Photo: Land Trust.

Digging Into Our Top Five Soil Facts

Feb 08, 2024 by Jana Hemphill
Dig into our favorite soil facts, then learn even more at our February 21st Nature Night on The Real Dirt on Soil!

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It’s something most of us take for granted. You might have memories of playing in it, perhaps even making pies(!) with it. It’s almost always close by. What could we be talking about? Dirt!

In preparation for our February Nature Night on The Real Dirt on Soil! with James Cassidy, we’re sharing our top five favorite soil facts with you! Yes, that’s right, we have favorite soil facts. Let’s take a look!

Oregon’s state soil is jory. Before a recent trivia night, I had no idea that states had designated state soils. Oregon’s state soil is jory, which exists in the foothills around the Willamette Valley. Jory soils support Douglas fir and Oregon white oak forests, but were also cleared and are being used as productive agricultural land. The soil profile of jory consists of a surface layer of organic material and a subsurface layer of dark reddish brown silty clay loam.

One of the coolest soils: cryptobiotic soils. Also known as biological soil crusts, cryptobiotic soils are tiny living organisms that compose soil crusts. Crypto means hidden and biota means life, making this a very apt name for these soil crusts. Algae, cyanobacteria (previously known as blue-green algae), and fungi are some of the organisms that make up these crusts. Cryptobiotic soil crusts protect soil from erosion, absorb moisture, and provide nitrogen and nutrients for plants. It is found in arid and semi-arid regions around the world, including in Central Oregon! You can find it in undisturbed areas of our sagebrush steppe where there are no shrubs, grasses, or flowers (including between shrubs). Search around sagebrush, rabbitbrush, and bunchgrasses for patches of ground with a black, gray, yellow, green, or orange tint.

Central Oregon’s soil: it’s not great? Most gardeners in Central Oregon already know this: we do not have great soil for growing things! Our soils tend to be coarse with a sandy texture. It doesn’t hold water well. There aren’t many microorganisms, which are a sign of healthy soil. That doesn’t mean Central Oregon soil doesn’t grow anything! Plants adapted not only to the soil in Central Oregon, but also our climate. Native vegetation like rabbitbrush, sagebrush, phlox, balsamroot, and others grow well in our coarse, sandy soils.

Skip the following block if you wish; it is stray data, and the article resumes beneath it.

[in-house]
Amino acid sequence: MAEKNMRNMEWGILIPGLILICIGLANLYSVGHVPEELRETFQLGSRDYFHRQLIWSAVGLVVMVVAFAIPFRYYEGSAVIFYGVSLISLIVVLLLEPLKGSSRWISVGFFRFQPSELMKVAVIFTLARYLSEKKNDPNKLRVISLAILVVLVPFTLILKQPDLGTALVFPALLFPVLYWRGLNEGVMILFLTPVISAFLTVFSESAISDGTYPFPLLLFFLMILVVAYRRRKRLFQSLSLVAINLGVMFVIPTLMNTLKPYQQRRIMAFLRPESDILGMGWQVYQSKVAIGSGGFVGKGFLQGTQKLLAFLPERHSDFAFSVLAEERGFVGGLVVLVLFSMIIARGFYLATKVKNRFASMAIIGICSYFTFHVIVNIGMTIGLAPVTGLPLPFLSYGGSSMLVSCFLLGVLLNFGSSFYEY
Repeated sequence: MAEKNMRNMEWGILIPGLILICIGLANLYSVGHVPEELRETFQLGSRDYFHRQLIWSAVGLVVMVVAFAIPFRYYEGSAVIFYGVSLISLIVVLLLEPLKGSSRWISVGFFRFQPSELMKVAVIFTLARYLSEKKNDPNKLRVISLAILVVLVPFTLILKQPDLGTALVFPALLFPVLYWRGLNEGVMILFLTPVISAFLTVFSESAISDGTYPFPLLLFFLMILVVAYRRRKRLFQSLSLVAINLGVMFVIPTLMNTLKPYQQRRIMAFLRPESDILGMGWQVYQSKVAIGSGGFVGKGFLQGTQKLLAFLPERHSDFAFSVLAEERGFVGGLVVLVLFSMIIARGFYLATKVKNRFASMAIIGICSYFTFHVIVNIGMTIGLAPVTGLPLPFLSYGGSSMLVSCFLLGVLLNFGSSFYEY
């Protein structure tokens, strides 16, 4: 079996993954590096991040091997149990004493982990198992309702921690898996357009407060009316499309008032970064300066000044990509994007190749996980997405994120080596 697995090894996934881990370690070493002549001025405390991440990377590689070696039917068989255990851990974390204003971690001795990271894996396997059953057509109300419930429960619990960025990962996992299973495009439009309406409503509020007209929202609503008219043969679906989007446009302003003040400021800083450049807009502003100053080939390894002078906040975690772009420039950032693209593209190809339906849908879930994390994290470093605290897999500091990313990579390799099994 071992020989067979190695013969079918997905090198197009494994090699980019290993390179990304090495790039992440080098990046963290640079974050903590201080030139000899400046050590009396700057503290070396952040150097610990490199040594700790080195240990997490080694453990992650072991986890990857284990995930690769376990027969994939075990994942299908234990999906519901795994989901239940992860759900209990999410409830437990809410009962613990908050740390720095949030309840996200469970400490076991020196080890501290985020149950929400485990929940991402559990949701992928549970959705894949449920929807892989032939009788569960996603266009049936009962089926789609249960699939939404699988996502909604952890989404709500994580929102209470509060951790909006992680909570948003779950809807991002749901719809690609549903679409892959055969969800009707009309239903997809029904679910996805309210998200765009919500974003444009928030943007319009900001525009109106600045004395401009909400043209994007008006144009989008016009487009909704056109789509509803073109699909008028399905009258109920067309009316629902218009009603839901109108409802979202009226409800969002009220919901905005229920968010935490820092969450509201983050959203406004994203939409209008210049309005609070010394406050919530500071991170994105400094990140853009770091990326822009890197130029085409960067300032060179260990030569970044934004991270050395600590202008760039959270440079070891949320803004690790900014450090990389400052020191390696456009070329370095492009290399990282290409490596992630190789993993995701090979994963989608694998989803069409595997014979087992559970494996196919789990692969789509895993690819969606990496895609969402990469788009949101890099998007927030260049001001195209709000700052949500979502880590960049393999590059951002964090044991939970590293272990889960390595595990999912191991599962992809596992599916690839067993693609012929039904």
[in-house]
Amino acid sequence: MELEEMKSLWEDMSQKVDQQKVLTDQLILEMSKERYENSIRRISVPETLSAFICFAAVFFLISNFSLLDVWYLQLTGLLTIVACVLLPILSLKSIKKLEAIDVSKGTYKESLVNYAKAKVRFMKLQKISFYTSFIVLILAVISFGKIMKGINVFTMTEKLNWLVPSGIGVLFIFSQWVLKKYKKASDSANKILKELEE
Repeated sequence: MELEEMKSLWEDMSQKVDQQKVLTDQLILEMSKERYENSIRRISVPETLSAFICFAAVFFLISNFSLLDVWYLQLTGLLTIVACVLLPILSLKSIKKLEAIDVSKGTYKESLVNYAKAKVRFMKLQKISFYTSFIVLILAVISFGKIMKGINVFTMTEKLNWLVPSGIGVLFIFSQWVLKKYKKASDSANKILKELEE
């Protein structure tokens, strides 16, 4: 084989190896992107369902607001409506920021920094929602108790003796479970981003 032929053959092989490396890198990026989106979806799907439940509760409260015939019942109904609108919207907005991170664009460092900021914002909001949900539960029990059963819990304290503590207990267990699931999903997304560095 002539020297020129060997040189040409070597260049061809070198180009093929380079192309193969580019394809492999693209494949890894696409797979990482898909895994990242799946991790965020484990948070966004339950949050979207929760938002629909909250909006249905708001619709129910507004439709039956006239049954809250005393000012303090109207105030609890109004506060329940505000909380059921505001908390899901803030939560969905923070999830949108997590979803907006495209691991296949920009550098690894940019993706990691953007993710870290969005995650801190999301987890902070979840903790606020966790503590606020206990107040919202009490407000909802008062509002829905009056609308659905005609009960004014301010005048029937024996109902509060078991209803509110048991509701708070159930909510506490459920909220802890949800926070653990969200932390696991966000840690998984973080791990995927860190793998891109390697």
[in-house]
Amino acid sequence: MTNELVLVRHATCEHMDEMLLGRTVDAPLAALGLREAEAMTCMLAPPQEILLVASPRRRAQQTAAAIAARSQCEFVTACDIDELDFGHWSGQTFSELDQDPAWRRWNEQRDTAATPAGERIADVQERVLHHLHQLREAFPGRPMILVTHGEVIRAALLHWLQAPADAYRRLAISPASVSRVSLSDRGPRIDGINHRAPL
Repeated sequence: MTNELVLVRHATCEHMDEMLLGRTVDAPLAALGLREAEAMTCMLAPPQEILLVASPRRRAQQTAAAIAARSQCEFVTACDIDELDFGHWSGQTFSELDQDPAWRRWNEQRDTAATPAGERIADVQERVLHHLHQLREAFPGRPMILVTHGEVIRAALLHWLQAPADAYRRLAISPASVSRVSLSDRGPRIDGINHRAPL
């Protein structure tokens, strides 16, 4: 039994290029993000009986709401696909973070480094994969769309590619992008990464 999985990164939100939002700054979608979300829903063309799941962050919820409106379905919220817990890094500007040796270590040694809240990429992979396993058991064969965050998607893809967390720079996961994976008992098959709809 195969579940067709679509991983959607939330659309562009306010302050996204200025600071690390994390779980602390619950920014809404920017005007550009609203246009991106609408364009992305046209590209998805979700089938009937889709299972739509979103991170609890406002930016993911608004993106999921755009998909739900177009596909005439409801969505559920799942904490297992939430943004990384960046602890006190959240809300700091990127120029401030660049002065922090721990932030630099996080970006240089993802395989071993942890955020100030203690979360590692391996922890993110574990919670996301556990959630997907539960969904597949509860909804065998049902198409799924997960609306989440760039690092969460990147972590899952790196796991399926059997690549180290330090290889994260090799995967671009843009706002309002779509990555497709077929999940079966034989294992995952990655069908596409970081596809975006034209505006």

Building healthy soil = a climate mitigation strategy? Did you know that healthy soil captures and stores carbon? A wealth of recent research is looking into the potential of soil to help sequester carbon as our planet warms. The potential of soil sequestration is impacted by things such as precipitation, soil temperature, and erosion, making it difficult to gauge exactly how much carbon a specific area of land could capture. However, it’s estimated that soil holds about 80% of the carbon that’s stored in terrestrial environments (as opposed to ocean or atmospheric environments). Plants and forests are also doing a good job, but soil is getting an A+ with their carbon sequestration!

Wait, how many soils?!? According to the National Cooperative Soil Survey, there are more than 20,000 different types of soil in the US. More than 20,000! While this is an astounding number, there are a lot of factors that go into the formation of soil. Things like the underlying rocks, climate, topography, plants, wildlife, microorganisms, and the interaction of all these elements have an impact on what the soil is like in a given area.

You can learn more about the importance of soil in our lives at our February 21st Nature Night at the Tower Theatre in Bend and via livestream: The Real Dirt on Soil! with James Cassidy. Register today!




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